LAPORTE-The fate of Laporte Public School's music program-and its lone music teacher-has caused a stir there.
Citing declining student interest, Laporte's School Board quietly voted Monday, April 9, to discontinue its music program and put music teacher Louise Bass on unrequested leave. Parents and other community members have objected strongly to the move in the days since.
"I feel like music is very important in our school. It's important to the kids and it's important to the community," said Jessica Howg, who has a pre-kindergartener, a seventh-grader and a ninth-grader in the district. "I also feel like the way that it happened with no community input whatsoever was done poorly."
Board Chair John Seegmiller said music is the district's least popular high school elective. The high school music class there is full, he told the Pioneer, but that's because more popular art and physical education classes had already filled up. Only a handful of students had voluntarily registered for high school music, Seegmiller said. (Elementary music classes are mandatory.)
"The students are telling us with their feet. They're not signing up, so we decided that we probably need to go in a whole new direction to try and rebuild this program," Seegmiller said. "We don't want to throw people in a program just to fill it if it's not working."
In elementary grades, existing music programming is set to be replaced with music lessons taught by students' everyday teachers, who would cede their own science and technology lessons to a new specialist district administrators plan to hire.
And in grades 7-12, the music program would simply be eliminated.
The board's decision still needs to be finalized when district leaders formally adopt next year's budget in June. And Bass could appeal the decision, Seegmiller said.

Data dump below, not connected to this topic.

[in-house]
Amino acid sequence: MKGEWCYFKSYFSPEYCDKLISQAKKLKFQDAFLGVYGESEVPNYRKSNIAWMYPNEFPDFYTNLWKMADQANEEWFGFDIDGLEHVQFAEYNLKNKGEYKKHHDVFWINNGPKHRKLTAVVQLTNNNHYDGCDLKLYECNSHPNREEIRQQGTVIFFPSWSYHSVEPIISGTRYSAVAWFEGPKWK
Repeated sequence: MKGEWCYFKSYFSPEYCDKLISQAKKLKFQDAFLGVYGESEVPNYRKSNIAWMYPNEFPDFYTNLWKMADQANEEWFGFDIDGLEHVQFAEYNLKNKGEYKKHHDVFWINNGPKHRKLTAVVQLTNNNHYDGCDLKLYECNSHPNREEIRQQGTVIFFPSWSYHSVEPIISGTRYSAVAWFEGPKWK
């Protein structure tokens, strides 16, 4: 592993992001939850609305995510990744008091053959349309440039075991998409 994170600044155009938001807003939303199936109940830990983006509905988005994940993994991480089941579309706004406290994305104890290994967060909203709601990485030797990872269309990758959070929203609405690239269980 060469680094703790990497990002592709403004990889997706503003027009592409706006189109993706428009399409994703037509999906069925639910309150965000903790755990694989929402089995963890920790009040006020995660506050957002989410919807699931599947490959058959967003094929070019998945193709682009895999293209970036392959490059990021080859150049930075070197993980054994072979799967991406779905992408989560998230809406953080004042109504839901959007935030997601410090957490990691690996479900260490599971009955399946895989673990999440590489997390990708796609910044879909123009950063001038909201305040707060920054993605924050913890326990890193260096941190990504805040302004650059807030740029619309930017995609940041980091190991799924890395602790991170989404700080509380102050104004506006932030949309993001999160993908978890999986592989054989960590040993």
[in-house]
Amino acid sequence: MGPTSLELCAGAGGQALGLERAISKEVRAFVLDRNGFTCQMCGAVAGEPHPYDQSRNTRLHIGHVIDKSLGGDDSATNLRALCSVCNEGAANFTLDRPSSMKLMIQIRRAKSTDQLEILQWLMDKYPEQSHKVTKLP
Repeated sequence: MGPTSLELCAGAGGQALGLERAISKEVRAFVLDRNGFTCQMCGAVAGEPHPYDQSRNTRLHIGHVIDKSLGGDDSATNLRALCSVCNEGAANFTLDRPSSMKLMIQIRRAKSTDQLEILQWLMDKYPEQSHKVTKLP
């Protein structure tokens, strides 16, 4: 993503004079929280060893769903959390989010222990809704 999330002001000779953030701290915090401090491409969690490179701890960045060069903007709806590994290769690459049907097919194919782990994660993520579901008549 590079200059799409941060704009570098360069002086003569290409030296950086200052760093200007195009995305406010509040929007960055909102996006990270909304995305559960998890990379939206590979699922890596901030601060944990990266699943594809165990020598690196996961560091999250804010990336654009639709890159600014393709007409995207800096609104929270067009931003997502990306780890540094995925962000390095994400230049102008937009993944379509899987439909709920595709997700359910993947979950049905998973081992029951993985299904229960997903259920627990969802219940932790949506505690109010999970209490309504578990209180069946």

But many parents and members of the public are already pushing back against the program's elimination, which took many by surprise.
"That's, I think, what really hurt the community," said Sandy Pierce, a 2010 Laporte High School graduate. Pierce said Bass is a well-liked teacher who helped shape the adult Pierce has become. She and Howg wondered whether non-specialist teachers would be able to replace Bass' expertise.
"I feel like having them teach music is not gonna be nearly as beneficial to our kids," Howg said. "We have amazing teachers at our school. Nothing against those teachers, but they already have a lot on their plate."
Bass said she didn't know the board's decision was coming. She said she was shocked and in disbelief after the vote, and left the board meeting immediately afterward.
The school's Curriculum Committee recommended the program reduction, but the committee's agenda, meeting minutes and schedule are not readily available on the Laporte Public School's website. A three-page packet from the committee's most recent meeting, which the Pioneer obtained last week, has a "music program" agenda item, but does not mention eliminating it.
The agenda for last Monday's regular School Board meeting, where board members voted to eliminate the music program, indicates that they were scheduled to review that curriculum committee meeting, but that agenda item, as supplied to the Pioneer, has no supporting documentation and makes no mention of elimination, either.
"In hindsight, we should have talked," Seegmiller said.
Bass declined to comment when asked if she'd appeal the board's decision or if legal action was in the works.
District leaders planned a pair of meetings this week to discuss Laporte Public School's broader direction as a district, but canceled those amid concerns that they'd only focus on the music program.
Seegmiller said district leaders plan to host meetings this summer to see what parents and other community members would like Laporte to offer instead of the music program or, perhaps, how to reconstitute it.
Those opposed to the elimination have scheduled a meeting of their own-Wednesday at 6 p.m. at the Laporte Fire Hall-to get on the same page and figure out ways to keep the program, and Bass, who's been a music educator for 34 years.
"Music touches lives and brings people together," Bass said. "I believe all schools should have a music curriculum."